| USA TODAY
Trump continues federal executions amid transition
The Trump administration is pressing forward with its unprecedented series of post-election federal executions this week, reigniting a debate on social media over death penalty laws in the United States. (Dec. 11)
While COVID-19 has exacted a crushing death toll in the U.S., the pandemic also has slowed the criminal justice system, driving down death sentences and executions across the country, according to an annual report by the Death Penalty Information Center.
The 17 total executions this year are the lowest since 1991, while 18 death sentences issued represent a 42% decline from the previous record low of 31 in 2016, according to the report by the group, which opposes capital punishment.
“Most of these sentences (11) were imposed in the first three months of 2020, before courts across the country halted trials as a precaution against the pandemic,” the report found. “Nearly all the death sentences imposed after that time involved judge-only proceedings.”
It is also the first time the federal government has carried out more civilian executions – 10 – than all state systems combined. Three more federal prisoners have death dates set in January, an unusual move by the Trump administration in a time of presidential transition.
“The sheer number of executions set the Trump administration apart as an outlier in the use of capital punishment, compared both to the historical practices of American presidencies and the contemporary practices of the states in the Union,” the report said.
The federal government dramatically revived its use of the death penalty after a 17-year hiatus. Not since the 1896 Cleveland administration has any president carried out more (16) in a single year, according to the Death Penalty Information Center.
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Earlier this month, a coalition of 90 current and former law enforcement officials called on federal authorities to halt five executions scheduled during the final weeks of the Trump administration, saying the uncertain transition period and resurgence of the pandemic risk undermined confidence in the criminal justice system.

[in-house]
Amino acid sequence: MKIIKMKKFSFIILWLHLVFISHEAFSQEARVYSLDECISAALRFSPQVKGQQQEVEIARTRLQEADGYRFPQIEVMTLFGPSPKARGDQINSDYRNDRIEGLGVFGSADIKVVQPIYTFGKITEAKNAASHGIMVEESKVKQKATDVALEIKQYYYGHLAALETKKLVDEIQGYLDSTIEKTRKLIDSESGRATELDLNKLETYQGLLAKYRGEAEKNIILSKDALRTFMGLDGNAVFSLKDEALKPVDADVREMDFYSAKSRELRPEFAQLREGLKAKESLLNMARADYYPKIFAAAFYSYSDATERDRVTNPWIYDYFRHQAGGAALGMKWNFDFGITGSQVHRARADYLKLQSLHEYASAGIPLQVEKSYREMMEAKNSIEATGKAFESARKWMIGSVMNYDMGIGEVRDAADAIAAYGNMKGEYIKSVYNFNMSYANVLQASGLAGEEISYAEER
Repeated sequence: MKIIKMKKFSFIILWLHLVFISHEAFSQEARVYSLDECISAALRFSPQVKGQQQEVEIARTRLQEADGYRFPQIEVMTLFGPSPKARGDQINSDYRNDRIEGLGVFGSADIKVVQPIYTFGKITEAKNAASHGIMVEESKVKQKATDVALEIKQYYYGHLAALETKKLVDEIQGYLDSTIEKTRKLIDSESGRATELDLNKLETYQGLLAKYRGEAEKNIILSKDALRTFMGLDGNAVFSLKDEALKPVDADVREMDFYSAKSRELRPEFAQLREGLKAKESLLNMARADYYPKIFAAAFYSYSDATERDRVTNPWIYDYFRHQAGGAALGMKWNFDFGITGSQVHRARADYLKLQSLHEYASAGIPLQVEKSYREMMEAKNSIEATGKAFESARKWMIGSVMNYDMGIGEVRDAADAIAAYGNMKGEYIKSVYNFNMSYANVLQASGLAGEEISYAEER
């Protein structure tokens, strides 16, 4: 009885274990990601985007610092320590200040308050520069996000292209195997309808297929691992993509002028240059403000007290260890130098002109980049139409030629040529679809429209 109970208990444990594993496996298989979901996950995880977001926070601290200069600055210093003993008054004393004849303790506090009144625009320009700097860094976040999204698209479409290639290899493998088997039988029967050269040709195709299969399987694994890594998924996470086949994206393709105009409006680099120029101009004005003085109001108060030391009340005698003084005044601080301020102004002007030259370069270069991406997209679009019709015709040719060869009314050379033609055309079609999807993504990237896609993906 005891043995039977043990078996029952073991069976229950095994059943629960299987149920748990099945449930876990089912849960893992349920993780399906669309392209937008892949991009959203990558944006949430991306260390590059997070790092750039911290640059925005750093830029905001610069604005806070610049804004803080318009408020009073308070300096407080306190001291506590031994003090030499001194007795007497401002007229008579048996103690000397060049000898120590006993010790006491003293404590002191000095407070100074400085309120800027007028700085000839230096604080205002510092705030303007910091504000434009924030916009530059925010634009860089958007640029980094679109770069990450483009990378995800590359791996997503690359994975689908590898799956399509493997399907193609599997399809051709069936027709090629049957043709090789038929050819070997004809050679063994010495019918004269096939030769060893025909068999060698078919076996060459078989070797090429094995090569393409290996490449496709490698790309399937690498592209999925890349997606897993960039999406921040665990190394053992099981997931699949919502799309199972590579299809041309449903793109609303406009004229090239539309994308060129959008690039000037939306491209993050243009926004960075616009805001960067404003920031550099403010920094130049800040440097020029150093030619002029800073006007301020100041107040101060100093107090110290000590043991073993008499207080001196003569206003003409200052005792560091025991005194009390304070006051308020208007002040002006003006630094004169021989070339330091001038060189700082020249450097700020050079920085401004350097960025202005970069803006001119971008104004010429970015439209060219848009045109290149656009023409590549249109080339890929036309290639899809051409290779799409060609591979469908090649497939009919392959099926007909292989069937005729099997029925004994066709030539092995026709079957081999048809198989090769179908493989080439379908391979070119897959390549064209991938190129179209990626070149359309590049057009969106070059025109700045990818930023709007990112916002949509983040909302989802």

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“When people believe the state is executing a person, or applying the death penalty unjustly … their trust in our system of government and law enforcement is undermined,” the officials said in an open letter released by the group Fair and Just Prosecution.
The opposition group, which includes current and former prosecutors, state attorneys general, police chiefs and sheriffs, argued that the slate of executions appeared to represent a “rush” against the clock ticking down on President Donald Trump’s tenure despite the formidable health risks posed by the virus.
President-elect Joe Biden, who is set to take office Jan. 20, opposes capital punishment.
Last month, the execution date for Lisa Montgomery, the only woman on federal death row, was moved from its original date of Dec. 8 to Jan. 12 after her lawyers contracted the virus.
Attorney General William Barr, who was instrumental in pushing for the reopening of the federal death chamber, has been largely unmoved by criticism of its aggressive application even in the midst of a pandemic. Barr announced Monday that he would resign effective Dec. 23. His departure follows a series of differences with Trump.
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“Resuming executions in the midst of a deadly pandemic forced attorneys, religious advisors, media witnesses, and victims’ family members to choose between attending executions and protecting their health,” the Death Penalty Information Center’s report said.
As death sentences and executions declined in much of the rest of the country this year, Colorado became the 22nd state to abolish capital punishment.
As part of the decision, Gov. Jared Polis in March also commuted the sentences of the three prisoners on Colorado’s death row to life in prison without the possibility of parole.
Polis, a Democrat, called the abolition of the death penalty “consistent with the recognition that the death penalty cannot be, and never has been, administered equitably in the State of Colorado.”
Including Colorado, the report found that 34 states have “either abolished capital punishment or have not carried out an execution in more than a decade.”